Ivory Coast 2004

Ivory Coast People

Yearbook 2004

Ivory Coast. In February, the UN Security Council approved a peacekeeping force of over 6,000 to be sent to the Ivory Coast, where the political crisis continued despite peace agreements. According to CountryAAH, the total population in Côte d’Ivoire is 26,378,285 people in 2020. The troop’s body would be made up of the approximately 3,000 West African soldiers already there. The UN force would cooperate with France’s approximately 4,000 soldiers who monitored the downtime line in the middle of the country.

In March, the former ruling party PDCI (Parti Democratique de la Côte d’Ivoire) left the unity government on the grounds that President Laurent Gbagbo sabotaged the peace work. An example of the discriminatory policy that also upset the outside world was the government’s decision to gradually exclude immigrants from the labor market. It violated the West African cooperation organization ECOWAS agreement on the free movement of labor in the region. When government soldiers shot at least 120 protesters, the rebels from the north, who called themselves the New Forces, also left and former Prime Minister Alassane Ouattara’s party RDR (Rassemblement des republicans) government. According to abbreviationfinder, IV stands for Ivory Coast in text.

In May, the World Bank suspended lending to the Ivory Coast after the country slipped back with the repayments on previous loans.

After intensive mediation work by the UN and African Heads of State in July, the opposition parties and the New Forces joined the unity government. However, new wear and tear arose almost immediately after a promised vote in Parliament on constitutional amendments, softened citizenship rules and the creation of an independent electoral commission failed. This led to the New Forces refusing to be disarmed. Shortly thereafter, the New Forces left the government again and warned that Gbagbo was preparing for a new war. Just a few days later, government flights attacked the rebel brackets of Bouaké and Korhogo in the north.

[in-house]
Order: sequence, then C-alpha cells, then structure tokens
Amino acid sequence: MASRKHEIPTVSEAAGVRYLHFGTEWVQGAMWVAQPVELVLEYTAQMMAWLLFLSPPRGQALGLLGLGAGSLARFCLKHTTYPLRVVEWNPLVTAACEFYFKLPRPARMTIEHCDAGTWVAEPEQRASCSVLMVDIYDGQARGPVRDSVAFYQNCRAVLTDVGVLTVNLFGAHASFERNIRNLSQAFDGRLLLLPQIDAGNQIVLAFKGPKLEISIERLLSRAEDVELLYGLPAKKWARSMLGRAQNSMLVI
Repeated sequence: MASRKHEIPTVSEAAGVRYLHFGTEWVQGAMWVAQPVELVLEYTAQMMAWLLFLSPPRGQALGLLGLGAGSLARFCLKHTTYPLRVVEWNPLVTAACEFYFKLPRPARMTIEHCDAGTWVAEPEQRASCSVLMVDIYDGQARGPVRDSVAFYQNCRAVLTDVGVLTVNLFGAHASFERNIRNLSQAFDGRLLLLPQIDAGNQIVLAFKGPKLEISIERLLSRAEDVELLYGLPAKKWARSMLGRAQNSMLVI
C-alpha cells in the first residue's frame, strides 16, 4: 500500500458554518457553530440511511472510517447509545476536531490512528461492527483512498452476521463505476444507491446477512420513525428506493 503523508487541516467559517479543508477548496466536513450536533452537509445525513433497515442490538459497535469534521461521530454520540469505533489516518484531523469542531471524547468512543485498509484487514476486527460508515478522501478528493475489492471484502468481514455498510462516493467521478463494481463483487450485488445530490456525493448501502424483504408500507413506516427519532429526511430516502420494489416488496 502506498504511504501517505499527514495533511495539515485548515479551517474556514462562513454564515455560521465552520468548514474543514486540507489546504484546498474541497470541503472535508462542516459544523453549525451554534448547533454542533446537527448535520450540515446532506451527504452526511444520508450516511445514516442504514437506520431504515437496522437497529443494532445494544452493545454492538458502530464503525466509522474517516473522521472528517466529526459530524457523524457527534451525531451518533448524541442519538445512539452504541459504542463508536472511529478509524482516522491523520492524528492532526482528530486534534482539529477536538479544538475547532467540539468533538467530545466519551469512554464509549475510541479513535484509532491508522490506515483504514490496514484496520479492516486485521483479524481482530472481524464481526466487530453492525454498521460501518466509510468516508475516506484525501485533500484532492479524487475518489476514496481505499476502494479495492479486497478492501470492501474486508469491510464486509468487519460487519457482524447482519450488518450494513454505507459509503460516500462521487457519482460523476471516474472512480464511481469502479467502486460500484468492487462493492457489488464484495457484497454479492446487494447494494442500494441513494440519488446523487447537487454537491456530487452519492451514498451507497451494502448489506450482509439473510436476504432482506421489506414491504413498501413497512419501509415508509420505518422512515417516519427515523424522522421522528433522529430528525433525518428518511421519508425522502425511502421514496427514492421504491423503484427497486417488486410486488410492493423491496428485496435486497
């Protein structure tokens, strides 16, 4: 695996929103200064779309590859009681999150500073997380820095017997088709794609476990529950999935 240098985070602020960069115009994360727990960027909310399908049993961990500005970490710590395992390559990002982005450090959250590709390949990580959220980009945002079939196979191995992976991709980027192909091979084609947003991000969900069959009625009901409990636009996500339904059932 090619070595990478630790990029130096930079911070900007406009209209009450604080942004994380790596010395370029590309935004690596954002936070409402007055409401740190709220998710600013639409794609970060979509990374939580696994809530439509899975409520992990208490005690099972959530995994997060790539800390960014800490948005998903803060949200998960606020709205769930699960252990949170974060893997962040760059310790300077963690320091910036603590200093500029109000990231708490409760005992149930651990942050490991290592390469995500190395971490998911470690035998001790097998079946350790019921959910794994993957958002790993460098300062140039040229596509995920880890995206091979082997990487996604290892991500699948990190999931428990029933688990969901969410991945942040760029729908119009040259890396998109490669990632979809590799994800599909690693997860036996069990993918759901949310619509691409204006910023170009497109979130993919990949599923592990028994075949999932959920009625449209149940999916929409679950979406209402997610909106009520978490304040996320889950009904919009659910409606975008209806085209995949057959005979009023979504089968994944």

Since nine French soldiers were killed and 22 wounded in the bombings, French flight knocked out most of Ivory Coast’s small air force. French forces then took control of much of the Ivory Coast’s economic center Abidjan and its international airport. Large anti-French demonstrations, fueled by the president’s circle, were erupted and French soldiers shot at least 20 people at one time. Several thousand Europeans, among them a small number of Swedes, were evacuated since the foreigners’ homes were looted and several women raped.

South Africa’s President Thabo Mbeki, who pledged to try to mediate, said in early December that all parties agreed on a series of confidence-building measures and to resume government cooperation. The re-assembled Parliament then passed laws that facilitate immigrants’ citizenship of Ivorian citizenship and which allows people with partial foreign incursions to run for president. The exclusion of the popular Alassane Ouattara, whose one parent came from Burkina Faso, from elections was one of the triggers for the Ivory Coast political crisis.